August 12, 2022

Kitchen and Restaurant Air Quality Monitoring: A Case Study

Public Research: Case Studies

Research Organization: 

Chaplin School of Hospitality & Tourism Management at Florida International University (FIU)

Howook Chang DBA, Associate Professor, used Atmotube PRO to monitor air quality during cooking classes in the lab kitchens at FIU. His findings will be presented at the ​​ICHRIE Conference, the academic conference organized by the International Council on Hotel, Restaurant and Institutional Education.

Problem Overview: 

Good indoor air quality (IAQ) in commercial and educational kitchens is critical, especially in light of the COVID-19 pandemic. Research shows that cooking creates indoor air pollution, including particulate matter (PM) and volatile organic compounds (VOCs). Exposure to poor kitchen air quality may negatively affect the health of chefs and students working in restaurants or lab kitchens. Monitoring and maintaining good IAQ in the kitchen is essential to prioritize the respiratory health of employees and students.

Case Study Objective:

This case study aims to answer these questions:

  • Are volatile organic compounds (VOCs) and particulate matter (PM) present during cooking class?
  • How does the air quality in a lab kitchen during a four-hour class compare to WHO IAQ guidelines?
  • Which type of air pollution from cooking poses the most significant health concern?

The lab kitchens at FIU are designed to replicate commercial kitchens. As such, results from this case study can also give insight into the potential for air pollution exposure in commercial restaurant kitchens.


In this case study, Atmotube PRO was used to measure IAQ in lab kitchens at FIU during four separate cooking classes. Atmotube PRO recorded PM1, PM2.5, PM10, and TVOC measurements every minute and stored them in its internal memory. All air quality data was accessed via a smartphone app and downloaded in a CSV file.

Atmotube PRO

The field test was performed over two days, with two four-hour classes each day. The average class size was 20 students. It’s about 10,000 square feet, and it serves as a production kitchen for a 100-seat dining room. All cooking equipment runs on propane gas, and the lab kitchen has a Type-I kitchen hood system that’s activated automatically.

During each class, one student and one instructor wore the Atmotube PRO clipped to the upper left arm of their chef coat. Since the device is small and lightweight, it can easily be worn near the face to give an accurate picture of the wearer’s pollution exposure.


For the smallest particles, PM1, four-hour average concentrations weren’t high enough for concern. However, PM1 reached peak concentrations of 137 μg/m3 when a student sauteed fish with oil on a propane gas stove. WHO air quality guidelines don’t specify recommended levels for PM1, but the recommended limits for PM2.5 and PM10 in a 24-hour period are 15 and 45, respectively.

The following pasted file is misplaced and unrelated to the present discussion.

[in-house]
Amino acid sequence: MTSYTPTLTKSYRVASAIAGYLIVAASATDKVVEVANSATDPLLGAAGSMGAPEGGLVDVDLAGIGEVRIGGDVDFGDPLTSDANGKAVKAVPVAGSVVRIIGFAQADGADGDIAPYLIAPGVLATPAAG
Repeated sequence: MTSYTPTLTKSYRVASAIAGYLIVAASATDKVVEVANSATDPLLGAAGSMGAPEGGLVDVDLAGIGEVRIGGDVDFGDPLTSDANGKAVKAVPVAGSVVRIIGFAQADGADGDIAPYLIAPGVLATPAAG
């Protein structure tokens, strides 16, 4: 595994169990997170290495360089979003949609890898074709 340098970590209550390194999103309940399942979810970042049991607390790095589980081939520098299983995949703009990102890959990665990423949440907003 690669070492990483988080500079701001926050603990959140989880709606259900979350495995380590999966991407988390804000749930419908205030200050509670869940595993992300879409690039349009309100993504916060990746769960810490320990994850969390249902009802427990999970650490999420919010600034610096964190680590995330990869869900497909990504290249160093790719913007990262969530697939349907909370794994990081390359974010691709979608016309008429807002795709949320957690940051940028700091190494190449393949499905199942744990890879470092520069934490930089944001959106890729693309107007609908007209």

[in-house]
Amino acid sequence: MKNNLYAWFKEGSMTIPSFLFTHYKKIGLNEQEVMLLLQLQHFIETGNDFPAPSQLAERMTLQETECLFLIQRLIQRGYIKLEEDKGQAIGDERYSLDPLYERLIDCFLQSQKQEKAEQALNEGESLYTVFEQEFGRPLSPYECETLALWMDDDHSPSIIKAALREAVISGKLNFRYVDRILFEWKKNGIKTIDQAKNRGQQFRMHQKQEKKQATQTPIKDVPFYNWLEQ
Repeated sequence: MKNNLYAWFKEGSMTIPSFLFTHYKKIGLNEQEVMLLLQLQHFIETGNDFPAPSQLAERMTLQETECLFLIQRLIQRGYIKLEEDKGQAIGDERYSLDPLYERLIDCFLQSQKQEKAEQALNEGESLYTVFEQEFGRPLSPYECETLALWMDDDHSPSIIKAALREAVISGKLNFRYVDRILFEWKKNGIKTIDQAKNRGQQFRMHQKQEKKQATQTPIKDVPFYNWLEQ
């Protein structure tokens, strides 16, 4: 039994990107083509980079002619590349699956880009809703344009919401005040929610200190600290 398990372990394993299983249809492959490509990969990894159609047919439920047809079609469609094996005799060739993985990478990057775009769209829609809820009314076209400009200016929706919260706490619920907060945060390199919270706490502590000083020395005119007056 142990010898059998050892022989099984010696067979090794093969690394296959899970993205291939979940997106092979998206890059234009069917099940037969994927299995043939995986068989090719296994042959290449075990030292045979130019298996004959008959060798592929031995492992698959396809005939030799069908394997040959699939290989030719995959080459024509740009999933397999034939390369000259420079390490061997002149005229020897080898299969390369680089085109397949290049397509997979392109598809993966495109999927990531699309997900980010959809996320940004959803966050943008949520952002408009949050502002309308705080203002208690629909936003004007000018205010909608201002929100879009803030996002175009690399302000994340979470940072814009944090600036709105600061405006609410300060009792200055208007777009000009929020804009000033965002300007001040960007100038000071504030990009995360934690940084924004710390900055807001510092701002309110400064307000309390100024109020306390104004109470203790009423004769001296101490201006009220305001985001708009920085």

A similar pattern was observed for PM2.5, PM10, and VOCs. Peak levels were significantly higher than the established WHO standards, but average levels stayed within the guidelines. The highest levels of PM pollution were recorded when students cooked with oil, butter, or simmering stock.

TVOC levels rose consistently throughout the day. This shows two things: TVOCs accumulate from cooking over time, and the restaurant HVAC system doesn’t provide enough ventilation to air out the kitchen between classes. The chef instructor was exposed to VOCs over the acceptable limit of 500 ppb during the second and third cooking classes. 


Airborne pollutants from domestic and commercial cooking can reach dangerous levels when heating cooking oil, fat, and other food ingredients, especially at high temperatures. Natural gas and propane stoves can also release carbon monoxide, formaldehyde (a VOC), and other harmful pollutants into the air.

The results of this study show the importance of monitoring and maintaining good indoor air quality in restaurants and lab kitchens. IAQ monitors, such as Atmotube PRO or Atmocube, can help pinpoint high-pollution cooking activities that necessitate increased ventilation in the kitchen. Public IAQ displays with real-time data can also be a visual aid for chefs and students who will benefit from improving kitchen air quality. 

This case study analyzed air pollution levels in lab kitchens, but similar air quality concerns can arise in commercial kitchens as well. Further IAQ testing in commercial kitchens can help shed a brighter light on this problem. It’s also important to spread awareness in the hospitality industry about maintaining kitchen air quality for the health of chefs and students.

Accurate, real-time air quality measurements are the first step to improving IAQ in the kitchen and providing a healthy, safe cooking environment. As the study author states, “What is measured can surely be improved.” 

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